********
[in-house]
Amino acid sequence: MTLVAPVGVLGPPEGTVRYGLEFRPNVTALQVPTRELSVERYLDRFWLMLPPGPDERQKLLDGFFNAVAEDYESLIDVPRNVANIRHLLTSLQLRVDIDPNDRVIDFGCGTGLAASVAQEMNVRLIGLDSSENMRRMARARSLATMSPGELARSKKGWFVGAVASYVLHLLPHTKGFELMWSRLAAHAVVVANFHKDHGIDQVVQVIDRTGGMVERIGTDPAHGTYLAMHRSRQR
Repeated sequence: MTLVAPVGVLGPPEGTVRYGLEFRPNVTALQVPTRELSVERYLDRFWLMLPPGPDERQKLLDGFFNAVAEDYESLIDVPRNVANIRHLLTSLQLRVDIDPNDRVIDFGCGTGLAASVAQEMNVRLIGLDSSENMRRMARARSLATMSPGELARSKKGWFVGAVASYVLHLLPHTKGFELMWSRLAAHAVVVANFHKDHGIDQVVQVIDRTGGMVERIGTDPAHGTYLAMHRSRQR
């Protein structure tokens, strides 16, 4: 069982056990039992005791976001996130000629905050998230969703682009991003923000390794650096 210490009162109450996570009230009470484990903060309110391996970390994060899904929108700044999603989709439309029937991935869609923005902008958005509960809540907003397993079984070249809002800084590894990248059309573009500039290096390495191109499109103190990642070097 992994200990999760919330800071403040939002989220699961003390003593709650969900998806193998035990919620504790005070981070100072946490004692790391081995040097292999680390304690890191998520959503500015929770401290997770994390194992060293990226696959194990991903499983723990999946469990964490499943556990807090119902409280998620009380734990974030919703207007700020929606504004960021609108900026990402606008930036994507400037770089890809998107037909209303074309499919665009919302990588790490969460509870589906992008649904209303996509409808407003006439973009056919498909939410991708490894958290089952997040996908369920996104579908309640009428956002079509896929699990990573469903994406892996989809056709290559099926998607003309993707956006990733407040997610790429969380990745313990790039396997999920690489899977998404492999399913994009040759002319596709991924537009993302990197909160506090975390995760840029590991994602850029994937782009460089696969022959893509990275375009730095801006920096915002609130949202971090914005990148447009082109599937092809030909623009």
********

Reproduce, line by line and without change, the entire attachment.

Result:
[in-house]
Amino acid sequence: MTLVAPVGVLGPPEGTVRYGLEFRPNVTALQVPTRELSVERYLDRFWLMLPPGPDERQKLLDGFFNAVAEDYESLIDVPRNVANIRHLLTSLQLRVDIDPNDRVIDFGCGTGLAASVAQEMNVRLIGLDSSENMRRMARARSLATMSPGELARSKKGWFVGAVASYVLHLLPHTKGFELMWSRLAAHAVVVANFHKDHGIDQVVQVIDRTGGMVERIGTDPAHGTYLAMHRSRQR
Repeated sequence: MTLVAPVGVLGPPEGTVRYGLEFRPNVTALQVPTRELSVERYLDRFWLMLPPGPDERQKLLDGFFNAVAEDYESLIDVPRNVANIRHLLTSLQLRVDIDPNDRVIDFGCGTGLAASVAQEMNVRLIGLDSSENMRRMARARSLATMSPGELARSKKGWFVGAVASYVLHLLPHTKGFELMWSRLAAHAVVVANFHKDHGIDQVVQVIDRTGGMVERIGTDPAHGTYLAMHRSRQR
């Protein structure tokens, strides 16, 4: 069982056990039992005791976001996130000629905050998230969703682009991003923000390794650096 210490009162109450996570009230009470484990903060309110391996970390994060899904929108700044999603989709439309029937991935869609923005902008958005509960809540907003397993079984070249809002800084590894990248059309573009500039290096390495191109499109103190990642070097 992994200990999760919330800071403040939002989220699961003390003593709650969900998806193998035990919620504790005070981070100072946490004692790391081995040097292999680390304690890191998520959503500015929770401290997770994390194992060293990226696959194990991903499983723990999946469990964490499943556990807090119902409280998620009380734990974030919703207007700020929606504004960021609108900026990402606008930036994507400037770089890809998107037909209303074309499919665009919302990588790490969460509870589906992008649904209303996509409808407003006439973009056919498909939410991708490894958290089952997040996908369920996104579908309640009428956002079509896929699990990573469903994406892996989809056709290559099926998607003309993707956006990733407040997610790429969380990745313990790039396997999920690489899977998404492999399913994009040759002319596709991924537009993302990197909160506090975390995760840029590991994602850029994937782009460089696969022959893509990275375009730095801006920096915002609130949202971090914005990148447009082109599937092809030909623009």